Teknonymy (from Greek: τέκνον, "child" and Greek: ὄνομα, "name"),[1] is the practice of referring to parents by the names of their children. This practice can be found in many different cultures around the world. The term was coined by anthropologist Edward Burnett Tylor in an 1889 paper.[2] Such names are called teknonyms, teknonymics, or paedonymics.[3]

Teknonymy can be found in:

See also


  1. ^ Reflections on Japanese Language and Culture. Studies in the humanities and social relations. Institute of Cultural and Linguistic Studies, Keio University. 1987. p. 65. Retrieved 16 June 2019. On the Notion of Teknonymy In the field of anthropology, the custom of calling the parent after the child is known as teknonymy, a term coined from the Greek word teknon "child" and the anglicized form of onoma as onymy "name".
  2. ^ a b Lee, Kwang-Kyu; Kim Harvey, Youngsook (1973). "Teknonymy and Geononymy in Korean Kinship Terminology". Ethnology. 12 (1): 31–46. JSTOR 3773095.
  3. ^ Oxford English Dictionary (2005), "paedonymic, n."
  4. ^ Winarnita, Monika; Herriman, Nicholas (2012). "Marriage Migration to the Malay Muslim community of Home Island (Cocos Keeling Islands)". Indonesia and the Malay World. 40 (118): 372–387. doi:10.1080/13639811.2012.709020.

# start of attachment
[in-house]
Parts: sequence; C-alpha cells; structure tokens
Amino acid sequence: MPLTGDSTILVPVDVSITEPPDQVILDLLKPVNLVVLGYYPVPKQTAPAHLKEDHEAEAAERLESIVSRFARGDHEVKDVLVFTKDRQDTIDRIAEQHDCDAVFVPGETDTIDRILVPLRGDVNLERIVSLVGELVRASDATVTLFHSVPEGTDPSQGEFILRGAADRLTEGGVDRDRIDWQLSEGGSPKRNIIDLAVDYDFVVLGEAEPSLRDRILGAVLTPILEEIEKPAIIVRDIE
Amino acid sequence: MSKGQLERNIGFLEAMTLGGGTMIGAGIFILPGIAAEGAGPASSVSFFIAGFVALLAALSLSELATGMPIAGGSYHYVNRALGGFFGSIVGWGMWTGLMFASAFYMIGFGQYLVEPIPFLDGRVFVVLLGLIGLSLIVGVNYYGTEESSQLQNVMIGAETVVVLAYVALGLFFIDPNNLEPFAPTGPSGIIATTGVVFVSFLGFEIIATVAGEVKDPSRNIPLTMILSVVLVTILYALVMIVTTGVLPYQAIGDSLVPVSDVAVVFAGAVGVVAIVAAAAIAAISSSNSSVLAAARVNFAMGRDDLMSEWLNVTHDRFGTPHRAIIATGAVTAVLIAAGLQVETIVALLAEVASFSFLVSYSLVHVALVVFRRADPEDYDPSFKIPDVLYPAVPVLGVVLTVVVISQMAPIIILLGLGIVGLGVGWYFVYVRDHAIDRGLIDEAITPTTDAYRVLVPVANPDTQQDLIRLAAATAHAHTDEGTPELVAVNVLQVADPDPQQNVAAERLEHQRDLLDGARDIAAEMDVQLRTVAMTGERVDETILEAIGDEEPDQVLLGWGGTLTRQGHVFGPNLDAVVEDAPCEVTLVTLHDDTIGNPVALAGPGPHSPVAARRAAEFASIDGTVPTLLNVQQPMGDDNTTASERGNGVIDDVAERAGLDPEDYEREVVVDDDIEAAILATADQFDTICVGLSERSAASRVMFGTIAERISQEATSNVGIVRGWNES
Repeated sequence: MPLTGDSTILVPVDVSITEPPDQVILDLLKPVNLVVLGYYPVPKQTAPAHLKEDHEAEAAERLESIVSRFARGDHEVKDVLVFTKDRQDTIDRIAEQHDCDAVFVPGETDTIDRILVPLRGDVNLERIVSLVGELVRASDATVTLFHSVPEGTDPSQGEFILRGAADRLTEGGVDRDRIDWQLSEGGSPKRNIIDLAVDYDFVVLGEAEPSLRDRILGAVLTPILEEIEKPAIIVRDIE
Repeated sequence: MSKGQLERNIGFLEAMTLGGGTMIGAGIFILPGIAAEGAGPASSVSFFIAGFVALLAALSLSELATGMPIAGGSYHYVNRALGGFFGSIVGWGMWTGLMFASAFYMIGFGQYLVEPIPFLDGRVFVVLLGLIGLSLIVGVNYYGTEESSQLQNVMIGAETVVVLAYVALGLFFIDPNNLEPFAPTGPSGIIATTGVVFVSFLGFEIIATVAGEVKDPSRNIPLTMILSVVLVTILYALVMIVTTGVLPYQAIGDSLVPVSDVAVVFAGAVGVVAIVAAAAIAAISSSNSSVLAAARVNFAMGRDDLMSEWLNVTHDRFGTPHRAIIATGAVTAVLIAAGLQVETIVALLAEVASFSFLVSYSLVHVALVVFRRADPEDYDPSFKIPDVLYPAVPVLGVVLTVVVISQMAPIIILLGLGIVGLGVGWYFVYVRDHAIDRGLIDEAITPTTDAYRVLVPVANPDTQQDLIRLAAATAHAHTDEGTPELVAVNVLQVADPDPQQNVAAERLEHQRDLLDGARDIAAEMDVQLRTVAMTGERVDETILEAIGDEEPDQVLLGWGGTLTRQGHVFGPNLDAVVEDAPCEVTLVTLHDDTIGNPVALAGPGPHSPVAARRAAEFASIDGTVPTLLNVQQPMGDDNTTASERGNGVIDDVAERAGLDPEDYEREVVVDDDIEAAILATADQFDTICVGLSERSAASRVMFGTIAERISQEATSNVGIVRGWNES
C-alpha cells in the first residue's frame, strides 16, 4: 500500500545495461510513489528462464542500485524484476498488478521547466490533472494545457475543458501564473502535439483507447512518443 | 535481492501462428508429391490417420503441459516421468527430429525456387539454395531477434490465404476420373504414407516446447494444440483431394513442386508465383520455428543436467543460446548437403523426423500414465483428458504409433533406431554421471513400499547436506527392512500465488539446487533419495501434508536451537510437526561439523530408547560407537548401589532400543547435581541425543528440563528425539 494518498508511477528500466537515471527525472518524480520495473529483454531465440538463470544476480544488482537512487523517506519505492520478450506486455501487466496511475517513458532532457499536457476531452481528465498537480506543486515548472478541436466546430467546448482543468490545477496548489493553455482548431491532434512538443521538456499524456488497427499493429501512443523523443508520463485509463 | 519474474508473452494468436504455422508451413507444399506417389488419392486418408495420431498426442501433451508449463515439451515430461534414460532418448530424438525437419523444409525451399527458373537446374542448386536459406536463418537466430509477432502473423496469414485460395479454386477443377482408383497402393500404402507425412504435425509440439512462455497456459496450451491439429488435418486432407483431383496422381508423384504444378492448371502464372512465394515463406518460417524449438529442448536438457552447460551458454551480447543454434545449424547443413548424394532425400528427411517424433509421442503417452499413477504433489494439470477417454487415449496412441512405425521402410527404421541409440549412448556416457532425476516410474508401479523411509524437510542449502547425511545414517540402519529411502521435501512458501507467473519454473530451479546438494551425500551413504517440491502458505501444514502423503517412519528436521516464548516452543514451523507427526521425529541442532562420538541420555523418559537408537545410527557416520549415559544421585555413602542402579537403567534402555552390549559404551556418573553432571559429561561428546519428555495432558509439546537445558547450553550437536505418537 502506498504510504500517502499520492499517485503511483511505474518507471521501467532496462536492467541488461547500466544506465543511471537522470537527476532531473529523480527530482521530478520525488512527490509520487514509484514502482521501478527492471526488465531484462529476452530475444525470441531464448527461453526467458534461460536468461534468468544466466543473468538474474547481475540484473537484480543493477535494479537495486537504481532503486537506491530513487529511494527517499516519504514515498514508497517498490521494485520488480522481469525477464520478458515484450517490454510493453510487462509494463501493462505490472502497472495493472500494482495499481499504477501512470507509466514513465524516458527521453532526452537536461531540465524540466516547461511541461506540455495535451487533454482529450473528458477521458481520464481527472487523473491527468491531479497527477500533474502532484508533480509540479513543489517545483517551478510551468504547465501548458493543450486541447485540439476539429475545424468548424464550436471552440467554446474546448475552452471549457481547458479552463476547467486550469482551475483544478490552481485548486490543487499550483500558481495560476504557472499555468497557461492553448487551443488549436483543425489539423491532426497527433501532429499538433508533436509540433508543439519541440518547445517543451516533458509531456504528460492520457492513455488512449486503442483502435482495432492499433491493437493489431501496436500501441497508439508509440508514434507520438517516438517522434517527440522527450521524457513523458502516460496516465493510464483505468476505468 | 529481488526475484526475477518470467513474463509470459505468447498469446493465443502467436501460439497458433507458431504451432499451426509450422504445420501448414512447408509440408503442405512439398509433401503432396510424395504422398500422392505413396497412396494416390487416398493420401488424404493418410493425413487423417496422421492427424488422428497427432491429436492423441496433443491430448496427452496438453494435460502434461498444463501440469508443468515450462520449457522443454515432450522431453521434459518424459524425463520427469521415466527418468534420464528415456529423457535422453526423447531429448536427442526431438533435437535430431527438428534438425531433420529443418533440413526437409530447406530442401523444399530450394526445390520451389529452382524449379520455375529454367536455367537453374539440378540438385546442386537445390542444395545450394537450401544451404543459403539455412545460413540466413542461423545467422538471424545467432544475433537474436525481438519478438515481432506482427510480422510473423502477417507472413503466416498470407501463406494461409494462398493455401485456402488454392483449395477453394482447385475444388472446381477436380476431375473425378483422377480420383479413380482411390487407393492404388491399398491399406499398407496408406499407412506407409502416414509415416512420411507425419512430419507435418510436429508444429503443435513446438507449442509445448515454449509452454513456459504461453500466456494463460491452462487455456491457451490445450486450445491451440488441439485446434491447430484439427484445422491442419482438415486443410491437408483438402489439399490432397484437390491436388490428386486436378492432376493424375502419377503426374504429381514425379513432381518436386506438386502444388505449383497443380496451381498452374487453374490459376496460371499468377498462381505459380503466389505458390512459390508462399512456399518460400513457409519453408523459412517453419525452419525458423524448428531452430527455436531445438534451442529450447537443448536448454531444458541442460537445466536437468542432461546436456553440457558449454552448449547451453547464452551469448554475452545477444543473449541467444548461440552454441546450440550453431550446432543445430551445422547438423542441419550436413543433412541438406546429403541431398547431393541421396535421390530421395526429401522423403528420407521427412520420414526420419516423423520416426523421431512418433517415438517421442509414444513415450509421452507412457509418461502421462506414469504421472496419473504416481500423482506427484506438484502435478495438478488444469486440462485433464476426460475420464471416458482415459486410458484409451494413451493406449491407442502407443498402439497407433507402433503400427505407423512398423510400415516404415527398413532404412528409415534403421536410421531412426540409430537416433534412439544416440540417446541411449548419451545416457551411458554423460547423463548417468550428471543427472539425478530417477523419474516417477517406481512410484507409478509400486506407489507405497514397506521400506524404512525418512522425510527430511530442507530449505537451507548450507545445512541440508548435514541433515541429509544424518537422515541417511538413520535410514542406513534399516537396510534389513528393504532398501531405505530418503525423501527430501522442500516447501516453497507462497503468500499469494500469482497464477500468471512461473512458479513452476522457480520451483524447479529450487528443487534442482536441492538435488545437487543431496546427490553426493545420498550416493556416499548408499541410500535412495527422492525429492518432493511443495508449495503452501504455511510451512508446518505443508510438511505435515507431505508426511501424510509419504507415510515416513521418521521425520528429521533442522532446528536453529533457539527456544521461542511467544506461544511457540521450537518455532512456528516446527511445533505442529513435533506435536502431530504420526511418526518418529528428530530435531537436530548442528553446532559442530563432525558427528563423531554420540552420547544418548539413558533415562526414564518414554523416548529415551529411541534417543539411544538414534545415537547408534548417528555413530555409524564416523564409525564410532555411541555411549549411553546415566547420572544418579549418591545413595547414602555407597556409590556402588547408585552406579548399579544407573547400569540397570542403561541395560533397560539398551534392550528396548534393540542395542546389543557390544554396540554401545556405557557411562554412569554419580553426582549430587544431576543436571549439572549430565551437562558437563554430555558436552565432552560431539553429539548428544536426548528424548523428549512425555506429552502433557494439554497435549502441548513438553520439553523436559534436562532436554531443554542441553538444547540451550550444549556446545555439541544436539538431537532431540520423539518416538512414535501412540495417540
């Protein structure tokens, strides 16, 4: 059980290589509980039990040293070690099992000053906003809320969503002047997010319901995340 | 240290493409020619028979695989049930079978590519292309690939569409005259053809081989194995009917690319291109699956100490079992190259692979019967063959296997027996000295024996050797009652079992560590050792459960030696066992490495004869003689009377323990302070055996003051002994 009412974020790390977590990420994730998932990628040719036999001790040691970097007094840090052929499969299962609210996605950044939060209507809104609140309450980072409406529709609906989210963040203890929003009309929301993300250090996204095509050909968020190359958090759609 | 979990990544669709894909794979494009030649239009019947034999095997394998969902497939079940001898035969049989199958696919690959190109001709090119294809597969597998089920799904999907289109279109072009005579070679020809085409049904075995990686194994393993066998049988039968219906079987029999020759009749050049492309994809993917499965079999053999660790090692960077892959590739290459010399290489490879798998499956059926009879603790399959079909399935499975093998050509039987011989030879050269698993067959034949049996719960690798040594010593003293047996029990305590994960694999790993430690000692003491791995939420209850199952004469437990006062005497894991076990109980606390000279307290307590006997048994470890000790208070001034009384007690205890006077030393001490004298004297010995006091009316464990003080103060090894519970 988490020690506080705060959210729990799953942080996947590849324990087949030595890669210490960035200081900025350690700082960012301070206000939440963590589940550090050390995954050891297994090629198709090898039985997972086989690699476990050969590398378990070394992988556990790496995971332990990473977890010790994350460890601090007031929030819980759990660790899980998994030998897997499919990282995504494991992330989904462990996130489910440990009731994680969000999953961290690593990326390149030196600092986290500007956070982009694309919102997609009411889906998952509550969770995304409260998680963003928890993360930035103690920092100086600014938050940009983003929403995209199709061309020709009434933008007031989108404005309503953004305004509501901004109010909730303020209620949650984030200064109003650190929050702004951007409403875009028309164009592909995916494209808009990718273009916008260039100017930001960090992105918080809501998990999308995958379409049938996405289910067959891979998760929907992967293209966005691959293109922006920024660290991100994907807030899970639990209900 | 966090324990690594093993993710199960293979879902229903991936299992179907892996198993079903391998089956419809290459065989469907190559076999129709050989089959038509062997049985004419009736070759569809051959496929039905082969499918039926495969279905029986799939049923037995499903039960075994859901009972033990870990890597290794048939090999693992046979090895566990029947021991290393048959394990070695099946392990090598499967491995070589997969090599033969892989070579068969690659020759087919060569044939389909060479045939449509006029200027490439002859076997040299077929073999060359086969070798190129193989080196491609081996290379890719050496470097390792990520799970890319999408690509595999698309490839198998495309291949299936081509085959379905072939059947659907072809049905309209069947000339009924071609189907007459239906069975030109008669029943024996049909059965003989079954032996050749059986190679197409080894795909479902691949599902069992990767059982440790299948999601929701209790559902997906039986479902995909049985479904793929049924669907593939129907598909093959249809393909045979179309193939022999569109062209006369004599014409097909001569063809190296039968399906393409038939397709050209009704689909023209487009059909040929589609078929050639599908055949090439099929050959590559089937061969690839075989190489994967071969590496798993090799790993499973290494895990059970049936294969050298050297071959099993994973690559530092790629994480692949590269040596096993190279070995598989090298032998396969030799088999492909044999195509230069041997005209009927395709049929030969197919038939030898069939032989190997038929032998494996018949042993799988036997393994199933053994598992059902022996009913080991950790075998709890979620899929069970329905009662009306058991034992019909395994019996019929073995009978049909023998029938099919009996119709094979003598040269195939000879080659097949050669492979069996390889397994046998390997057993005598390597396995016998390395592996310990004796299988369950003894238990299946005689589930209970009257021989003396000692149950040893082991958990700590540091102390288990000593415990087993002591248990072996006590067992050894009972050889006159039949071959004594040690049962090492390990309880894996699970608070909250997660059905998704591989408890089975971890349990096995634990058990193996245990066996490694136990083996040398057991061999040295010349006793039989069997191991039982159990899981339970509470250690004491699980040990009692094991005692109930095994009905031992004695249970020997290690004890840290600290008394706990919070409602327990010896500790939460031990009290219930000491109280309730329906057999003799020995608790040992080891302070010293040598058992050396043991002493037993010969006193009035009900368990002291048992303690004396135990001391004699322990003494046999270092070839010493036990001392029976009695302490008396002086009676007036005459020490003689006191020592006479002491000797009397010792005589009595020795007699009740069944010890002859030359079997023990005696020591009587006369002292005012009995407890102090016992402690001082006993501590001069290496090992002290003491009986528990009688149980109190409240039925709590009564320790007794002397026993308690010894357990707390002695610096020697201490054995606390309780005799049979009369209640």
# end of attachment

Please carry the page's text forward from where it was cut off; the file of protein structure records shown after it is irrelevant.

5. ^ Geertz, Hildred; Geertz, Clifford (1964). "Teknonymy in Bali: Parenthood, Age-Grading and Genealogical Amnesia". The Journal of the Royal Anthropological Institute of Great Britain and Ireland. 94 (2): 94–108. JSTOR 2844376.
  6. ^ Needham, Rodney (1954). "The System of Teknonyms and Death-Names of the Penan". Southwestern Journal of Anthropology. 10 (4): 416–431. JSTOR 3628836.
  7. ^ Bloch, Maurice (2006). "Teknonymy and the evocation of the 'social' among the Zafimaniry of Madagascar". In vom Bruck, Gabriele; Bodenhorn, Barbara (eds.). An Anthropology of Names and Naming. Cambridge University Press. pp. 97–114. ISBN 978-0-521-84863-3.
  8. ^ Hammons, Christian (2010). Sakaliou: Reciprocity, mimesis, and the cultural economy of tradition in Siberut, Mentawai Islands, Indonesia. University of Southern California.
  9. ^ Kao, Hsin-chieh (2012). Labour, life, and language: Personhood and relations among the Yami of Lanyu. Doctoral dissertation. University of St. Andrews, Department of Social Anthropology. p. 56.
  10. ^ Gao, Yingpei. "相声·钓鱼". YouTube. Tianjin TV Station. Retrieved 24 February 2022.
  11. ^ Vilaça, Aparecida (2002). "Making Kin out of Others in Amazonia". The Journal of the Royal Anthropological Institute. 8 (2): 347–365. doi:10.1111/1467-9655.00007. JSTOR 3134479.
  12. ^ Russell, Joan (2012). Complete Swahili, Teach Yourself. Hachette.